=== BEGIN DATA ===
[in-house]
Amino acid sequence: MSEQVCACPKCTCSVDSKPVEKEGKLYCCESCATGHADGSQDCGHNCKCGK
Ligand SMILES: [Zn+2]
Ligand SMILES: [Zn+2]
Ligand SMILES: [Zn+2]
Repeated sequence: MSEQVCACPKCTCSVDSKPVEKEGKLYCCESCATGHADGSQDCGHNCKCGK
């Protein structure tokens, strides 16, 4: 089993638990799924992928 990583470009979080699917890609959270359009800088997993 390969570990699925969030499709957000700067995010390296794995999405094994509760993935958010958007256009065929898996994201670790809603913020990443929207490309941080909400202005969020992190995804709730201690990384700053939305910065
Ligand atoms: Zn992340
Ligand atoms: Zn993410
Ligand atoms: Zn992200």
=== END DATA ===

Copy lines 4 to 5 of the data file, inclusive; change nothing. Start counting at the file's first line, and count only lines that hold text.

Ligand SMILES: [Zn+2]
Ligand SMILES: [Zn+2]